Bakersfield College Student Government Association (BCSGA) held elections for the upcoming academic school year from April 13 through April 16. Despite BC’s campus being closed, BCSGA offered online voting for all students.
“Not being able to campaign on campus limited the ability and potential of each candidate to fully expand their messages and ideas in a direct manner,” said Gian Gayatao, the newly elected BCSGA president. “Usually, candidates get the chance to speak in forums and classes, go on a debate stage, or post visual campaign material on top of using social media platforms. However, given the circumstances, everyone had to adapt to the constraints that accumulated because it was important to still hold the elections for the continuity of the student government.”
Gayatao was elected to take predecessor Samantha Pulido’s role as BCSGA president. Alongside Gayatao will be Emma McNellis, current BCSGA senator, who was elected as vice president.
“There are a few challenges I know I will face when transitioning to VP. I know that I am now an executive officer, so I have more responsibilities than I had as a senator. I plan to take on these new responsibilities effectively, but I know the transition will take a lot of getting used to,” McNellis said.
Blandine Dumoch and Daniela Martinez were elected as BCSGA senators and Rayven Acosta-Webb is the new KCCD student trustee.
“I’m really glad we had renegades [who voted] because we are going through a crisis and it has been hard for a lot of students, but it shows that [the] Renegade students still care about their learning, educational experience and who they want to represent their voice on [the] campus, district and state,” Pulido said.
The main goal Gayatao aspires to reach in his upcoming term as president is to, most importantly, create unity among students.
“The current numbers of student involvement and participation are at undeniably low levels, whether it be consistent attendance at football games or the voter turnout in our elections. That is the main thing that I want to change for the better,” Gayatao said. “Our mission at BCSGA is to represent the student body and to ensure that they are succeeding on every level with their education and that they are fully prepared to take on their goals and ambitions even after they graduate. Implementing that change must be done precisely and collaboratively. That could only be done if we reach out and extend ourselves to students every chance we get so that they can effectively contribute their thoughts, concerns, and perspectives.”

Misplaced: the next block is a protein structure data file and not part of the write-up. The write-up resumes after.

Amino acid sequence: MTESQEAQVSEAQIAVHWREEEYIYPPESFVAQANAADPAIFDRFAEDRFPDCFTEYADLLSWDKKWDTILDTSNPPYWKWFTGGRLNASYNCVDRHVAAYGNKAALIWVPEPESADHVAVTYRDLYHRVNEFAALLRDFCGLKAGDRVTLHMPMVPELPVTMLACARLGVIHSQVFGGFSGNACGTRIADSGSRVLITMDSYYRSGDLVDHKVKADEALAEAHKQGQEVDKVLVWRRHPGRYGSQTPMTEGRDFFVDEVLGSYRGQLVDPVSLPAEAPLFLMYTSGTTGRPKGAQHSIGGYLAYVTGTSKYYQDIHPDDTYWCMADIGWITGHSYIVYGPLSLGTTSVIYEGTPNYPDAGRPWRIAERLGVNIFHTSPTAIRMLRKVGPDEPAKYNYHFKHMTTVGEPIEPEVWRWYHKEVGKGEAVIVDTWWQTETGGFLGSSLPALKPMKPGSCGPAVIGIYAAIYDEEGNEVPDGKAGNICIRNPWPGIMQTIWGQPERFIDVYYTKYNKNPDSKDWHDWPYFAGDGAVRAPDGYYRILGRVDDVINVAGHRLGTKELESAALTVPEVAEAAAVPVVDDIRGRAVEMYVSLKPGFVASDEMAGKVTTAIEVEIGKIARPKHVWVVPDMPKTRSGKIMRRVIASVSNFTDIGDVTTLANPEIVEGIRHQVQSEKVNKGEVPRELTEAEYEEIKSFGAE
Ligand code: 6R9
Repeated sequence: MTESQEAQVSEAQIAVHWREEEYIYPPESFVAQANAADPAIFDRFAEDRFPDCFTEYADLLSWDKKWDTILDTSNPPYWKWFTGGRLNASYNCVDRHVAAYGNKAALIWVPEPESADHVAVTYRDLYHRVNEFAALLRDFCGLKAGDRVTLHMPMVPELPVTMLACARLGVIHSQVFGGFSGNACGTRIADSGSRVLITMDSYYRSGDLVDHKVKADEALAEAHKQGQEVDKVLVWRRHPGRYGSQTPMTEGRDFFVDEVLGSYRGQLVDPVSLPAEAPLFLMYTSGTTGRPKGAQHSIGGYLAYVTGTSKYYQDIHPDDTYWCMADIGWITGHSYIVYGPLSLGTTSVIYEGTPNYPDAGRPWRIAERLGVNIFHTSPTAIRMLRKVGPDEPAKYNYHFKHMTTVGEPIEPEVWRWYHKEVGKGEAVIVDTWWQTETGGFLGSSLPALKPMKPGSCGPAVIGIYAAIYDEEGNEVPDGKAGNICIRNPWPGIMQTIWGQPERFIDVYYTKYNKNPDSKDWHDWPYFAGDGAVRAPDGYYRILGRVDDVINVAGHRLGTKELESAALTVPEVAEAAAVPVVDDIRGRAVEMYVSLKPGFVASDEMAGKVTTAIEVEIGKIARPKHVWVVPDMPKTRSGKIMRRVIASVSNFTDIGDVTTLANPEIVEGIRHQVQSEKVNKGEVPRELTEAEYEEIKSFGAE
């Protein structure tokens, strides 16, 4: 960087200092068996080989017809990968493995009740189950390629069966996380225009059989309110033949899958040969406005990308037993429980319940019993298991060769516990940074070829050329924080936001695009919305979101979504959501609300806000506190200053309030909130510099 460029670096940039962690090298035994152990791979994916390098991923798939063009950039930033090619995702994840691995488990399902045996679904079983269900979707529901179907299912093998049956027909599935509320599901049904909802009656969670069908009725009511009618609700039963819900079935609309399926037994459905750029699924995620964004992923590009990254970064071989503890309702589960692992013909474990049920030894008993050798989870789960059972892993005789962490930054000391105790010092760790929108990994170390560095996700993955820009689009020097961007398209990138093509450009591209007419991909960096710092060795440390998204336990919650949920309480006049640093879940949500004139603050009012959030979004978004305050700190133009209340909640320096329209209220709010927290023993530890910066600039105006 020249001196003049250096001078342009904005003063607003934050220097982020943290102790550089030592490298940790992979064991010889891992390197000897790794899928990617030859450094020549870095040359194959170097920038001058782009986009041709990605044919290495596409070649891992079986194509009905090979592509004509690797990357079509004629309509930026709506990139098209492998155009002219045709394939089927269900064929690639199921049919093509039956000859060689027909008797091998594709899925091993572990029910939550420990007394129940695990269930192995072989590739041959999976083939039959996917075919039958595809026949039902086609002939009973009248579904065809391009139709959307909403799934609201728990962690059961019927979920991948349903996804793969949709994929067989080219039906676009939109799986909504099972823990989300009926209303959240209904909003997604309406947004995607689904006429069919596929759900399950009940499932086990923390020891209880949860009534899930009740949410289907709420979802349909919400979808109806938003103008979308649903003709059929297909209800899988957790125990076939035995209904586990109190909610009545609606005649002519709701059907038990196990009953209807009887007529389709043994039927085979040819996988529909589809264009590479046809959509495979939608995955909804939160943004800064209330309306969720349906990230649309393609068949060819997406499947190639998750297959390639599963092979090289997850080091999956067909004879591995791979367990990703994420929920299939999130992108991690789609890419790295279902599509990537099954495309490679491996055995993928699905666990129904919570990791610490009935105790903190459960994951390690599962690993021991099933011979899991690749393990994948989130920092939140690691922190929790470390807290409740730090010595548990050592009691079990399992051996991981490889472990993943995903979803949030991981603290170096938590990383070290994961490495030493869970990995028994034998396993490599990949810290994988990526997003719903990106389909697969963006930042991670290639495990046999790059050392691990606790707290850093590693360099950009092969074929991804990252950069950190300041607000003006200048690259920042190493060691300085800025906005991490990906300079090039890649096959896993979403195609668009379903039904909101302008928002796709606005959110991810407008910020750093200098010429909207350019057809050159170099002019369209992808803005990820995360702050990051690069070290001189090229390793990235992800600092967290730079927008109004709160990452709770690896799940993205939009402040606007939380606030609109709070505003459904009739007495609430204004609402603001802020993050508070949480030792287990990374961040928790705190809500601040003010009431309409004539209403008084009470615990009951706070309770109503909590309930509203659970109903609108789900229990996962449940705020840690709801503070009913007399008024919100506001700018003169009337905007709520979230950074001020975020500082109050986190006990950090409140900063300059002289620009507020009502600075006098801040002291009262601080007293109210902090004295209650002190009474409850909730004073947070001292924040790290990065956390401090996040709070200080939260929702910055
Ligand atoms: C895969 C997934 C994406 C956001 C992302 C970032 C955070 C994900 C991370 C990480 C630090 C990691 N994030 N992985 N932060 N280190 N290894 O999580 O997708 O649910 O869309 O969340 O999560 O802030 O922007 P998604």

Both measures, Measures H and T, were voted to be not in-favor. Measure H would have increased student health fees to support the Student Health and Wellness Center’s services that are offered to BC students. A new fee would have been added if Measure T was approved. This fee would have provided transportation throughout the county for students from local companies such as Golden Empire Transit (GET Bus), Kern Transit and Executive Express (Renegade Shuttle Services according to the BCSGA website.
“One of the main challenges going into the new school year is the uncertainty revolving around the coronavirus pandemic. We don’t have concrete evidence to pinpoint a date in which the lockdowns are lifted, and our classes can be resumed on campus. The best we could right now is look [to] each other and remain composed and disciplined in these difficult times,” Gayatao said.
Gayatao guarantees that, regardless of campus closures, BCSGA will continue to keep an open line of communication with the student-body informing them of the services provided to help them excel in their endeavors at BC.